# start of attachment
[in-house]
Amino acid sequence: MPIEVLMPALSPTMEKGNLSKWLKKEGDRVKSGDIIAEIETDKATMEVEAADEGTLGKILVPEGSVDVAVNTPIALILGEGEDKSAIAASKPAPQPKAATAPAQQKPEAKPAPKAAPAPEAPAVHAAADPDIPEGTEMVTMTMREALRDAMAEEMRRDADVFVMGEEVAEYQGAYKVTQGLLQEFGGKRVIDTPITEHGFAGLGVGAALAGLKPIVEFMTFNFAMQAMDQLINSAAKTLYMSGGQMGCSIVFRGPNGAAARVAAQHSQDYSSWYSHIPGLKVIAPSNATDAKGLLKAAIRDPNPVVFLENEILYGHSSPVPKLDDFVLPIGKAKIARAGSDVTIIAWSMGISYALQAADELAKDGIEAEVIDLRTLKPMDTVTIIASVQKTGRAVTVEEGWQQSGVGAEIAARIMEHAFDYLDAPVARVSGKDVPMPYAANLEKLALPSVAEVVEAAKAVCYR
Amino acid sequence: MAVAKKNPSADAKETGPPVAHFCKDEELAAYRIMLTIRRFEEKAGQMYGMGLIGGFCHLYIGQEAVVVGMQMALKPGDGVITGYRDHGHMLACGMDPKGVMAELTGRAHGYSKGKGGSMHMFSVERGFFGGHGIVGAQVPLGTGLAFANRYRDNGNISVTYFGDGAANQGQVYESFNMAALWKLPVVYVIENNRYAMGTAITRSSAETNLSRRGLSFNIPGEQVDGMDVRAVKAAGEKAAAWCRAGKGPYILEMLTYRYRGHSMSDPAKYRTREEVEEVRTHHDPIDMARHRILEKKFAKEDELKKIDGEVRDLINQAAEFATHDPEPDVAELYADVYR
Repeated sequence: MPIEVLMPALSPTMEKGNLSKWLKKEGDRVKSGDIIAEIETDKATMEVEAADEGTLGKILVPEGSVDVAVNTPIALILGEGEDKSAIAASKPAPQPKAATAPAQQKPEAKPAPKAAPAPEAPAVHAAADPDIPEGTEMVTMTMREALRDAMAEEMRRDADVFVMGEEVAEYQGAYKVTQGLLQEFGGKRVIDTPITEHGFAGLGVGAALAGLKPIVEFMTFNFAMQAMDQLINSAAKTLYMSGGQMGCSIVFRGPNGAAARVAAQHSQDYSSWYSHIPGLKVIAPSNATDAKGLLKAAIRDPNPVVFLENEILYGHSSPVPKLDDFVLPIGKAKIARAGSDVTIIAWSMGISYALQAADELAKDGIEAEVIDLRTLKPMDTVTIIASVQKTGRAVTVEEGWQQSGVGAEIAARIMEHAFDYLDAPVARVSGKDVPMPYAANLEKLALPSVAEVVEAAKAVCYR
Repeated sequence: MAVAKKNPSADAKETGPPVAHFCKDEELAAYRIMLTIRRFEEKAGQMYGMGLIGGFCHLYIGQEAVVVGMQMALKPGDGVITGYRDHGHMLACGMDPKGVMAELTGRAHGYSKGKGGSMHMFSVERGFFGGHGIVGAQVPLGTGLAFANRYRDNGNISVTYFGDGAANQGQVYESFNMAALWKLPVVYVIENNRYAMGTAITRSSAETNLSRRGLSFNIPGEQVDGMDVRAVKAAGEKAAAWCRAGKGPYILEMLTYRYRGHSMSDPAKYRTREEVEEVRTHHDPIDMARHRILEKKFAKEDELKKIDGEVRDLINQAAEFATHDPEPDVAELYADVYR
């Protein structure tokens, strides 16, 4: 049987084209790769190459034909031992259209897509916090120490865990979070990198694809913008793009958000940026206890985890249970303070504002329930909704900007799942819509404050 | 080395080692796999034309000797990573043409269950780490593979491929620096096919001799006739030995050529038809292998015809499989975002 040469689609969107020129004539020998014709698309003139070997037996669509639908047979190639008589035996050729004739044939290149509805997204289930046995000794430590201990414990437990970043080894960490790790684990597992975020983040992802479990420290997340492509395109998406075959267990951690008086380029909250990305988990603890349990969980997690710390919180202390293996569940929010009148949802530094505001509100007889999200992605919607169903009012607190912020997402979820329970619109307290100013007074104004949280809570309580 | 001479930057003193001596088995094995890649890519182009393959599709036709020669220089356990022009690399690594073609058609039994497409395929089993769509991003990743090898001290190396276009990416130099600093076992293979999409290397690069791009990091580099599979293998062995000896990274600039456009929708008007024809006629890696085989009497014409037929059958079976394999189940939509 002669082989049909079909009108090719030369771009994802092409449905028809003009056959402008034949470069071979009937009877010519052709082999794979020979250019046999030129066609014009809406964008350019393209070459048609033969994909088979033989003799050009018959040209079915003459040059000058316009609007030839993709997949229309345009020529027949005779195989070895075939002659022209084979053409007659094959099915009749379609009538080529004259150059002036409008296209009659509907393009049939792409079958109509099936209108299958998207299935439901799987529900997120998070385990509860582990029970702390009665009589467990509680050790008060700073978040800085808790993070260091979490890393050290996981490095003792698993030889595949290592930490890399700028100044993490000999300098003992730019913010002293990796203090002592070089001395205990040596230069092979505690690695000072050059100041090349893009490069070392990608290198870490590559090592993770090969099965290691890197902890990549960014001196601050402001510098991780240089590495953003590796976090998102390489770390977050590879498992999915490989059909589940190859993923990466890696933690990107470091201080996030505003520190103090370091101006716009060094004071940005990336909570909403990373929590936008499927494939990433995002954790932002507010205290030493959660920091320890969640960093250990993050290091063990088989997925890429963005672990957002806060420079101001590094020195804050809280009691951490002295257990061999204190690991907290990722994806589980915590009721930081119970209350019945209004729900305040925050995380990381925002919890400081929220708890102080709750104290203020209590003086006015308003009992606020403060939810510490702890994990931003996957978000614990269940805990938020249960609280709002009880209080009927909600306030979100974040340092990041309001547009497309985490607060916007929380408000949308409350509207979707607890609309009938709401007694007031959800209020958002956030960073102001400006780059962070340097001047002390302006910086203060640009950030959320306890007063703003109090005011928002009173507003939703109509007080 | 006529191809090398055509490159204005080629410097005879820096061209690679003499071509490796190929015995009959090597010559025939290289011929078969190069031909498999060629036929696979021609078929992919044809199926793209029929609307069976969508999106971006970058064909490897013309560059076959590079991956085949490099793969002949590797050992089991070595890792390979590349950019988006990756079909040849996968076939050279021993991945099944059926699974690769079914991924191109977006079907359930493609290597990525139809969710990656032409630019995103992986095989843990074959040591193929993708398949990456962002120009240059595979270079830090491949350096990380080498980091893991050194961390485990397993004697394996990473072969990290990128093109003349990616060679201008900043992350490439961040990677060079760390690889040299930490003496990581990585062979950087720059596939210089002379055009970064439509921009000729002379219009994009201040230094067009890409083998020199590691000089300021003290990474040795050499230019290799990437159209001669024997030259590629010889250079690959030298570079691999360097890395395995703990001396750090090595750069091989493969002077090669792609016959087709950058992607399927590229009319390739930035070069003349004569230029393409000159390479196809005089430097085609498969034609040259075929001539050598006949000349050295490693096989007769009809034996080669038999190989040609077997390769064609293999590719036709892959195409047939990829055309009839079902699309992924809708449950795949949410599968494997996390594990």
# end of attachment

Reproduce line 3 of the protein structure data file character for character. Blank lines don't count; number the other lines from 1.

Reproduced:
Amino acid sequence: MAVAKKNPSADAKETGPPVAHFCKDEELAAYRIMLTIRRFEEKAGQMYGMGLIGGFCHLYIGQEAVVVGMQMALKPGDGVITGYRDHGHMLACGMDPKGVMAELTGRAHGYSKGKGGSMHMFSVERGFFGGHGIVGAQVPLGTGLAFANRYRDNGNISVTYFGDGAANQGQVYESFNMAALWKLPVVYVIENNRYAMGTAITRSSAETNLSRRGLSFNIPGEQVDGMDVRAVKAAGEKAAAWCRAGKGPYILEMLTYRYRGHSMSDPAKYRTREEVEEVRTHHDPIDMARHRILEKKFAKEDELKKIDGEVRDLINQAAEFATHDPEPDVAELYADVYR